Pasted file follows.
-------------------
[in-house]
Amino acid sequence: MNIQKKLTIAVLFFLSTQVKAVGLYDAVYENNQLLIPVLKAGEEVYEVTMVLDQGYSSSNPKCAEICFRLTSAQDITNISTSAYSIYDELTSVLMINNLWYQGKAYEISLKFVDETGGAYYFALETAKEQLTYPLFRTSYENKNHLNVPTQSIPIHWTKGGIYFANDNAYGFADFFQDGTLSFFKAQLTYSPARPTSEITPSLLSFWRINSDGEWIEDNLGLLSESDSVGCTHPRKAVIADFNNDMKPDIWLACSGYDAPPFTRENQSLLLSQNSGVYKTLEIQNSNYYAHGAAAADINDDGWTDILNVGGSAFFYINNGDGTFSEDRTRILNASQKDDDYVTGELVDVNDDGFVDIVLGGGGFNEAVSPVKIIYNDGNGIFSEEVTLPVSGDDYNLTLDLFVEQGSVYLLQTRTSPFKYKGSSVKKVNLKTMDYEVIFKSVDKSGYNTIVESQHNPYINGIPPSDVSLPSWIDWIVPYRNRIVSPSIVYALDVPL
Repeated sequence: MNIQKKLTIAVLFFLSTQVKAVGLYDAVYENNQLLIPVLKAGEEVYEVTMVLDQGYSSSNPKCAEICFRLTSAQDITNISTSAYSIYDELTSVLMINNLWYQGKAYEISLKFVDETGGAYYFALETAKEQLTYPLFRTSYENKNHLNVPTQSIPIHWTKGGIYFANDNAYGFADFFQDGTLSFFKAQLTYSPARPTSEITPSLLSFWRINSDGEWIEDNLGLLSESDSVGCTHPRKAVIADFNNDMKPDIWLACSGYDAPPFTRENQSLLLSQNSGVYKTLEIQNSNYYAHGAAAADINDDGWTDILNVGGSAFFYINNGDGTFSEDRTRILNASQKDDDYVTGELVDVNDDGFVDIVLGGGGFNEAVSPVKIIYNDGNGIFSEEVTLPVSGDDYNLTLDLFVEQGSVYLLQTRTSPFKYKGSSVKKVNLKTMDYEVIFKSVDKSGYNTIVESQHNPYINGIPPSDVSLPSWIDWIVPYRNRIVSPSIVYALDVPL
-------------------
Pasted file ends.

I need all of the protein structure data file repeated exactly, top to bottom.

[in-house]
Amino acid sequence: MNIQKKLTIAVLFFLSTQVKAVGLYDAVYENNQLLIPVLKAGEEVYEVTMVLDQGYSSSNPKCAEICFRLTSAQDITNISTSAYSIYDELTSVLMINNLWYQGKAYEISLKFVDETGGAYYFALETAKEQLTYPLFRTSYENKNHLNVPTQSIPIHWTKGGIYFANDNAYGFADFFQDGTLSFFKAQLTYSPARPTSEITPSLLSFWRINSDGEWIEDNLGLLSESDSVGCTHPRKAVIADFNNDMKPDIWLACSGYDAPPFTRENQSLLLSQNSGVYKTLEIQNSNYYAHGAAAADINDDGWTDILNVGGSAFFYINNGDGTFSEDRTRILNASQKDDDYVTGELVDVNDDGFVDIVLGGGGFNEAVSPVKIIYNDGNGIFSEEVTLPVSGDDYNLTLDLFVEQGSVYLLQTRTSPFKYKGSSVKKVNLKTMDYEVIFKSVDKSGYNTIVESQHNPYINGIPPSDVSLPSWIDWIVPYRNRIVSPSIVYALDVPL
Repeated sequence: MNIQKKLTIAVLFFLSTQVKAVGLYDAVYENNQLLIPVLKAGEEVYEVTMVLDQGYSSSNPKCAEICFRLTSAQDITNISTSAYSIYDELTSVLMINNLWYQGKAYEISLKFVDETGGAYYFALETAKEQLTYPLFRTSYENKNHLNVPTQSIPIHWTKGGIYFANDNAYGFADFFQDGTLSFFKAQLTYSPARPTSEITPSLLSFWRINSDGEWIEDNLGLLSESDSVGCTHPRKAVIADFNNDMKPDIWLACSGYDAPPFTRENQSLLLSQNSGVYKTLEIQNSNYYAHGAAAADINDDGWTDILNVGGSAFFYINNGDGTFSEDRTRILNASQKDDDYVTGELVDVNDDGFVDIVLGGGGFNEAVSPVKIIYNDGNGIFSEEVTLPVSGDDYNLTLDLFVEQGSVYLLQTRTSPFKYKGSSVKKVNLKTMDYEVIFKSVDKSGYNTIVESQHNPYINGIPPSDVSLPSWIDWIVPYRNRIVSPSIVYALDVPL